Lastly, you may want to teach your Czech German Shepherd to Shake his/her paw for a treat. This command is not mandatory but is merely a fun trick for the pup to learn! Asking for a Sit and a Shake is a perfect example of NILIF training because the dog must perform 2 commands before being rewarded with the treat. The give and the take of this interaction teaches your dog fair trade for what he wants.
To teach the Shake command, it is easiest to start your dog in a Sit position. Then simply pick up one paw with your hand like you are shaking hands with a human. Remember to sternly voice the Shake command. Then give the dog a treat and praise him with a high-pitched voice. Since dogs are often food-motivated they often understand this command very quickly. Eventually, you will not have to pick up the dog’s paw when you ask for a Shake. The dog will see or smell that you have a treat and automatically Sit and raise his paw on his own!
On piece of advice to help with training a young puppy is to practice the commands in the same area with the same leash every time. For example, always practice in the living room with the blue leash. Your dog will recognize the combination and realize it is time to work and not time to play!
If you are dealing with a Czech German Shepherd puppy who likes to jump for attention, put your hand in the puppy’s face and say “No” sternly. By putting your hand up, you are blocking his path to jump on you. The only result is for him to sit or stand still. Both are good behaviors, so at this point you can praise your puppy. If at any point you let your puppy jump on you and you give him attention, he will think it is okay to jump for attention. Consistency is key. Do not let him jump even once.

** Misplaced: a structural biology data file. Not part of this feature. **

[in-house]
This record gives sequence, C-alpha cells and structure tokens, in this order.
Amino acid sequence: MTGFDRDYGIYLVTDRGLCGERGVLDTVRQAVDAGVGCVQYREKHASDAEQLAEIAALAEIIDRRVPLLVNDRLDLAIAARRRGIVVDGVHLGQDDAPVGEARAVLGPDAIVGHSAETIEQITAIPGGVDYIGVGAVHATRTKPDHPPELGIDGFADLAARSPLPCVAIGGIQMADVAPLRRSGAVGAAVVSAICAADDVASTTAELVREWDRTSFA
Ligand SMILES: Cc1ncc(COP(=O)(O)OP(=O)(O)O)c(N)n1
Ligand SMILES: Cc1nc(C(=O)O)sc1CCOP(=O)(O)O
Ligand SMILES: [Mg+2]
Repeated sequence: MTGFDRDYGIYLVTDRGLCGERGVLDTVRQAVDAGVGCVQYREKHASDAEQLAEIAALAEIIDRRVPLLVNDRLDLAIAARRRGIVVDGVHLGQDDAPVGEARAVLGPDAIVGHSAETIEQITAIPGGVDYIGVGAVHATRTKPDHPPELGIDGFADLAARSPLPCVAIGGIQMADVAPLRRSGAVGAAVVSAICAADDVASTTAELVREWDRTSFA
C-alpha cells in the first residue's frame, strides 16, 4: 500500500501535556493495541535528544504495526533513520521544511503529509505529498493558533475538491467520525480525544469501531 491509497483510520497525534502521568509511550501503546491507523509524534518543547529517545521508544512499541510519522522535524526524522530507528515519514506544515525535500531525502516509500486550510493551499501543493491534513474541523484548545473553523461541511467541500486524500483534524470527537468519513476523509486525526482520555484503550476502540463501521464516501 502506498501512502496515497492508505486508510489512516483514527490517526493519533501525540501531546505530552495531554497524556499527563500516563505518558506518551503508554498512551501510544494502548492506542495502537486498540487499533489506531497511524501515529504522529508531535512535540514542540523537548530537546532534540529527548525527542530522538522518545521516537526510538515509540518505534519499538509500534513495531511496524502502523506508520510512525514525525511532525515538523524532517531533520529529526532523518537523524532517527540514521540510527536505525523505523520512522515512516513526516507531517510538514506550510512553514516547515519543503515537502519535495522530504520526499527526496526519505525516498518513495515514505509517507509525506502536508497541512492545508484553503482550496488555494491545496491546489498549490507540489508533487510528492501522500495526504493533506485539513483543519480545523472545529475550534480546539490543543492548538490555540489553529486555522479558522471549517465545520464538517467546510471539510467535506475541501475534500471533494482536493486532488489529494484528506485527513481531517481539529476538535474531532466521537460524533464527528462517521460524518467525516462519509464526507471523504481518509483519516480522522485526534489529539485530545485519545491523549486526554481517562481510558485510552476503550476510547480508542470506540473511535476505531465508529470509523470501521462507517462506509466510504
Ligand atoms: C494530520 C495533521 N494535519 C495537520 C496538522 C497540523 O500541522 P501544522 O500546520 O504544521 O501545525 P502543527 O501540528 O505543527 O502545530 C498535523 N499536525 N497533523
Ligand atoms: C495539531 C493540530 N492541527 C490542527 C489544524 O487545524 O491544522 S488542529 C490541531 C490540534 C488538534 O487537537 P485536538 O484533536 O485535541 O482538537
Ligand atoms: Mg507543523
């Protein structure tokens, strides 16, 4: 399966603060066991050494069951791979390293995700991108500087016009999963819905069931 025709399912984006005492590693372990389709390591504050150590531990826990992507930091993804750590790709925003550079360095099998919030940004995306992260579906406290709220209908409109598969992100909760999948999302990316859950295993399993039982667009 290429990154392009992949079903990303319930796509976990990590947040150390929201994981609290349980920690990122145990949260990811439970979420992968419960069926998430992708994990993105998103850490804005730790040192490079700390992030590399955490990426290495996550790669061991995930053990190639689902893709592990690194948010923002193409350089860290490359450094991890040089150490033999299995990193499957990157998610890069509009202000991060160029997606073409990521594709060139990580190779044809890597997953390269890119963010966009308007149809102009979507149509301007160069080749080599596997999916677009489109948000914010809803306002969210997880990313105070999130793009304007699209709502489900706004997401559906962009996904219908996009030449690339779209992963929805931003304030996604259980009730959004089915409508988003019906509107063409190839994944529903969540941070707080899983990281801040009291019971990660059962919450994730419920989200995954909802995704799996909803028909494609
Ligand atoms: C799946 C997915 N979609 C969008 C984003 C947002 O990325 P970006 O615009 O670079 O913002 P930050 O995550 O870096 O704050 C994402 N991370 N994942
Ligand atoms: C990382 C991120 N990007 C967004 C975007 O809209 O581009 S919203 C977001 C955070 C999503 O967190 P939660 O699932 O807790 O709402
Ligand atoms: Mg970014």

Training should start as soon as you get your Czech German Shepherd puppy. If you wait, bad behaviors may form and it will be more difficult to break them when they are older. Discourage barking, jumping, and chewing immediately.
Educate yourself about training before you purchase your Czech German Shepherd puppy. Books are often a great way to learn about basic dog training. Be sure to read books about raising a puppy, as well. The youngest years are the most important. You don’t need to find a complicated training manual, either. A simple book will do just fine.
Along with basic commands, it is pertinent that you teach your Czech German Shepherd proper socialization skills. Exposure to social situations is the perfect way to teach your dog good manners with other dogs as well as other people. Exposure to various public places also reduces fear of these public places, loud or strange noises, animals, vehicles, public transportation, traffic, unfamiliar dogs, children, the elderly, and more.